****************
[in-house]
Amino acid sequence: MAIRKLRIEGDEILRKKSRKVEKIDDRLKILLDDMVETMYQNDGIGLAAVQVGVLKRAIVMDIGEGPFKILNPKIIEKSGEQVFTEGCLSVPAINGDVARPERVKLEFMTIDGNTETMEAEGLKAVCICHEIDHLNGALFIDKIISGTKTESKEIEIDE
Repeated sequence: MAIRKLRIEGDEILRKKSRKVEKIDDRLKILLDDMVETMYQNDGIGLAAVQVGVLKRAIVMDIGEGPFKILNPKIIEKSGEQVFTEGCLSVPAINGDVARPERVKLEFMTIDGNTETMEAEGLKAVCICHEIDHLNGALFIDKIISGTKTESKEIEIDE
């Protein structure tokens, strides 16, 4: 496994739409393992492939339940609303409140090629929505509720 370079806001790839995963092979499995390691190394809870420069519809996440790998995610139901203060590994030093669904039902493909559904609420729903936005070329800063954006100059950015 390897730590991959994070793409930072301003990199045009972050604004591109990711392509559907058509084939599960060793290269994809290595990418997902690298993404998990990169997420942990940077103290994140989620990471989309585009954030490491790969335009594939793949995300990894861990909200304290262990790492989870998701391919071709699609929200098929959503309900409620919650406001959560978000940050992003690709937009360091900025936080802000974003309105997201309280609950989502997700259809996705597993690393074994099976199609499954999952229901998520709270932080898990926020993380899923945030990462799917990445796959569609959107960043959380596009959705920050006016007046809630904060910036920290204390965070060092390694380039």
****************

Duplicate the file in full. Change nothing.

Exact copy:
[in-house]
Amino acid sequence: MAIRKLRIEGDEILRKKSRKVEKIDDRLKILLDDMVETMYQNDGIGLAAVQVGVLKRAIVMDIGEGPFKILNPKIIEKSGEQVFTEGCLSVPAINGDVARPERVKLEFMTIDGNTETMEAEGLKAVCICHEIDHLNGALFIDKIISGTKTESKEIEIDE
Repeated sequence: MAIRKLRIEGDEILRKKSRKVEKIDDRLKILLDDMVETMYQNDGIGLAAVQVGVLKRAIVMDIGEGPFKILNPKIIEKSGEQVFTEGCLSVPAINGDVARPERVKLEFMTIDGNTETMEAEGLKAVCICHEIDHLNGALFIDKIISGTKTESKEIEIDE
């Protein structure tokens, strides 16, 4: 496994739409393992492939339940609303409140090629929505509720 370079806001790839995963092979499995390691190394809870420069519809996440790998995610139901203060590994030093669904039902493909559904609420729903936005070329800063954006100059950015 390897730590991959994070793409930072301003990199045009972050604004591109990711392509559907058509084939599960060793290269994809290595990418997902690298993404998990990169997420942990940077103290994140989620990471989309585009954030490491790969335009594939793949995300990894861990909200304290262990790492989870998701391919071709699609929200098929959503309900409620919650406001959560978000940050992003690709937009360091900025936080802000974003309105997201309280609950989502997700259809996705597993690393074994099976199609499954999952229901998520709270932080898990926020993380899923945030990462799917990445796959569609959107960043959380596009959705920050006016007046809630904060910036920290204390965070060092390694380039």